Boris’s “New Deal” and Events in Hong Kong

It’s summer and normally this is a quiet period for both financial news and stock markets, but not this year. Economic news is consistently terrible with job losses mounting rapidly, Government debt is rising to record levels (over 100% of GDP) and Brexit negotiations are still not concluded. The Covid-19 epidemic is still rampant in some locations even if overall UK deaths are falling but there is still no clear evidence of a workable vaccine to stop the disease and the available treatments are still not a certain cure.

Boris Johnson has revealed a “New Deal” in imitation of President Roosevelt. He hopes to use this to enable the UK to build its way out of the recession. This is what he said yesterday in an announcement by the Conservative Party which was headlined “Boris Johnson unveils a New Deal for Britain”:

“Because we have already seen the vertiginous drop in GDP and we know that people are worried about their jobs and their businesses. And we are waiting as if between the flash of lightning and the thunderclap, with our hearts in our mouths, for the full economic reverberations to appear.

And we must use this moment – now – this interval to plan our response and to fix of course the problems that were most brutally illuminated in that COVID lightning flash. The problems in our social care system. The parts of government that seemed to respond so sluggishly, sometimes it seemed like that recurring bad dream when you are telling your feet to run, and your feet won’t move. And yet we must also go further and realise that if we are to recover fully, if we are to deal with the coming economic aftershock, then this COVID crisis is also the moment to address the problems in our country that we have failed to tackle for decades”.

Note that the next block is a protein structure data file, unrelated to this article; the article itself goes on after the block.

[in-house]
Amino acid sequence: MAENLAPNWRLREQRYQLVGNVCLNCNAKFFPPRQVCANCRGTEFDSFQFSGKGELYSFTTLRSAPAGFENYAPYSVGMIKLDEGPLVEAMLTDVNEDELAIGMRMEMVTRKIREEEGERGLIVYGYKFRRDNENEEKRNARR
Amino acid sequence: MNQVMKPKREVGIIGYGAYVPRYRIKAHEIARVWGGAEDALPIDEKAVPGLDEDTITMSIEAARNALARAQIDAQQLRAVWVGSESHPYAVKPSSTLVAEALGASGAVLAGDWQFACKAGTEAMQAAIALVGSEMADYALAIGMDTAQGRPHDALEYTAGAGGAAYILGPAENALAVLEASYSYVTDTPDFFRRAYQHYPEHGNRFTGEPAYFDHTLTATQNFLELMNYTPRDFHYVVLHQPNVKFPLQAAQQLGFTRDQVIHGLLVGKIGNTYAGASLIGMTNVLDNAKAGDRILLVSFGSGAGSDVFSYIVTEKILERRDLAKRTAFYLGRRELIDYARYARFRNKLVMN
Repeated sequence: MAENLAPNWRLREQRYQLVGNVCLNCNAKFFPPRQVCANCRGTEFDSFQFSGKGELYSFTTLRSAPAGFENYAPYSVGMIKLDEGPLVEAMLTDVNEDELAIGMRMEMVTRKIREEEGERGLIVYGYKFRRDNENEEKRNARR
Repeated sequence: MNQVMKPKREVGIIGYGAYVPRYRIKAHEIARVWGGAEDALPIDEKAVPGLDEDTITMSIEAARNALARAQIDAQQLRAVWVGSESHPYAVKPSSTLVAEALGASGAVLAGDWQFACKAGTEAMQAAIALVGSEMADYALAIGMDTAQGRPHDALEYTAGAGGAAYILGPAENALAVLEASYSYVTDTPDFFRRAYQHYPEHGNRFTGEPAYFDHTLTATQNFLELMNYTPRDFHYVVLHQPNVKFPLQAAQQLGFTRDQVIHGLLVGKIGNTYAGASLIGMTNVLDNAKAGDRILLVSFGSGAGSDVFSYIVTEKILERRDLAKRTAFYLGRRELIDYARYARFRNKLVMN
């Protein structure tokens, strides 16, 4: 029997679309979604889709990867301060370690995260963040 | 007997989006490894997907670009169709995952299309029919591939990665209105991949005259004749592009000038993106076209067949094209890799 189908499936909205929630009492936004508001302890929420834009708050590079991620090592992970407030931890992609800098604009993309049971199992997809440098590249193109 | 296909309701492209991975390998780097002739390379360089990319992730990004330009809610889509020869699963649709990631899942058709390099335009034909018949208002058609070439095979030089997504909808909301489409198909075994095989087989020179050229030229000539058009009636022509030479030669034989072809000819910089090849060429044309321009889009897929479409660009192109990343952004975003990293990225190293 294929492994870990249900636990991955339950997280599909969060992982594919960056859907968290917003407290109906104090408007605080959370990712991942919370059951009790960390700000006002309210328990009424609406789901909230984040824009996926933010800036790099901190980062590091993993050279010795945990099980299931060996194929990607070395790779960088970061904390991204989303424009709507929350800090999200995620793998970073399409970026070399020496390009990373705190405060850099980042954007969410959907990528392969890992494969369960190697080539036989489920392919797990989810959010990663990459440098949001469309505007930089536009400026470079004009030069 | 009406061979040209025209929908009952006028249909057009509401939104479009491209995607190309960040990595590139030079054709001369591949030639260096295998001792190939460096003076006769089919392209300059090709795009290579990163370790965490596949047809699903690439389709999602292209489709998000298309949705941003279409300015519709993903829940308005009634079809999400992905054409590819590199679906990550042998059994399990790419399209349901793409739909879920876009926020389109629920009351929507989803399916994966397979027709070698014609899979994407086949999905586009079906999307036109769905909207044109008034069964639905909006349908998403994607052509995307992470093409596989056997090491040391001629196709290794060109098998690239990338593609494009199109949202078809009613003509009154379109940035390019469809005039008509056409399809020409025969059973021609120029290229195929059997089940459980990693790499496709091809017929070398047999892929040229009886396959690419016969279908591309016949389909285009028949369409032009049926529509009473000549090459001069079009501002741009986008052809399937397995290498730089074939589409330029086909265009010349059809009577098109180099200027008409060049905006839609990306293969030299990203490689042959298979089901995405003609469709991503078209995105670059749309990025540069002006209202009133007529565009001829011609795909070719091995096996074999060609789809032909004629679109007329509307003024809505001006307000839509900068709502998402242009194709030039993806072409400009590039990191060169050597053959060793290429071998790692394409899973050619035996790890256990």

This is all stirring stuff is it not? He goes on to say:

“I can tell businesses that next week the Chancellor will be setting out our immediate plan to support the economy through the first phase of our recovery. But this moment also gives us a much greater chance to be radical and to do things differently. To build back better. To build back bolder.